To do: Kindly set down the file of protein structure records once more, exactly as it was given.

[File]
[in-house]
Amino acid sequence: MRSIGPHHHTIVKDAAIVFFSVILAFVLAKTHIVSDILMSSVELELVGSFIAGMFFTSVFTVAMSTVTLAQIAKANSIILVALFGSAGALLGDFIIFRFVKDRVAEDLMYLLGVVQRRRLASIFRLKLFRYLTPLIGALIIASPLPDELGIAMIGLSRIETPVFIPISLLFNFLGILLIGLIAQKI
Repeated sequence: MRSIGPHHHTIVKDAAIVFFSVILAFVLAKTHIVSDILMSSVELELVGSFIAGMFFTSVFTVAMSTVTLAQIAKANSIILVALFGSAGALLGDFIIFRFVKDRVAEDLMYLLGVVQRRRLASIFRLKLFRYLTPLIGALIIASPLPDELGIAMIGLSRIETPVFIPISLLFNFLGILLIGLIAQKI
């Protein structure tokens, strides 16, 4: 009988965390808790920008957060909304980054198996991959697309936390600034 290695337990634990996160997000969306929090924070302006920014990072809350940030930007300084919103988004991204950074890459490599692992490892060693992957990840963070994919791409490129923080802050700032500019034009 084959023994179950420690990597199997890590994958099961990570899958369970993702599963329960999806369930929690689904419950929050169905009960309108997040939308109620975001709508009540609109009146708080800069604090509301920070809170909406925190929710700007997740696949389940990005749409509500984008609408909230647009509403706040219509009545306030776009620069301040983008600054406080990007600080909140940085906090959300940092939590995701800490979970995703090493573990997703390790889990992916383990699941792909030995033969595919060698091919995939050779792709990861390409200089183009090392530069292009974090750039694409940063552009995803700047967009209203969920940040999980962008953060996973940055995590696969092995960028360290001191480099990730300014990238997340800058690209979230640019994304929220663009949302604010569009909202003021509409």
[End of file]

[in-house]
Amino acid sequence: MRSIGPHHHTIVKDAAIVFFSVILAFVLAKTHIVSDILMSSVELELVGSFIAGMFFTSVFTVAMSTVTLAQIAKANSIILVALFGSAGALLGDFIIFRFVKDRVAEDLMYLLGVVQRRRLASIFRLKLFRYLTPLIGALIIASPLPDELGIAMIGLSRIETPVFIPISLLFNFLGILLIGLIAQKI
Repeated sequence: MRSIGPHHHTIVKDAAIVFFSVILAFVLAKTHIVSDILMSSVELELVGSFIAGMFFTSVFTVAMSTVTLAQIAKANSIILVALFGSAGALLGDFIIFRFVKDRVAEDLMYLLGVVQRRRLASIFRLKLFRYLTPLIGALIIASPLPDELGIAMIGLSRIETPVFIPISLLFNFLGILLIGLIAQKI
């Protein structure tokens, strides 16, 4: 009988965390808790920008957060909304980054198996991959697309936390600034 290695337990634990996160997000969306929090924070302006920014990072809350940030930007300084919103988004991204950074890459490599692992490892060693992957990840963070994919791409490129923080802050700032500019034009 084959023994179950420690990597199997890590994958099961990570899958369970993702599963329960999806369930929690689904419950929050169905009960309108997040939308109620975001709508009540609109009146708080800069604090509301920070809170909406925190929710700007997740696949389940990005749409509500984008609408909230647009509403706040219509009545306030776009620069301040983008600054406080990007600080909140940085906090959300940092939590995701800490979970995703090493573990997703390790889990992916383990699941792909030995033969595919060698091919995939050779792709990861390409200089183009090392530069292009974090750039694409940063552009995803700047967009209203969920940040999980962008953060996973940055995590696969092995960028360290001191480099990730300014990238997340800058690209979230640019994304929220663009949302604010569009909202003021509409």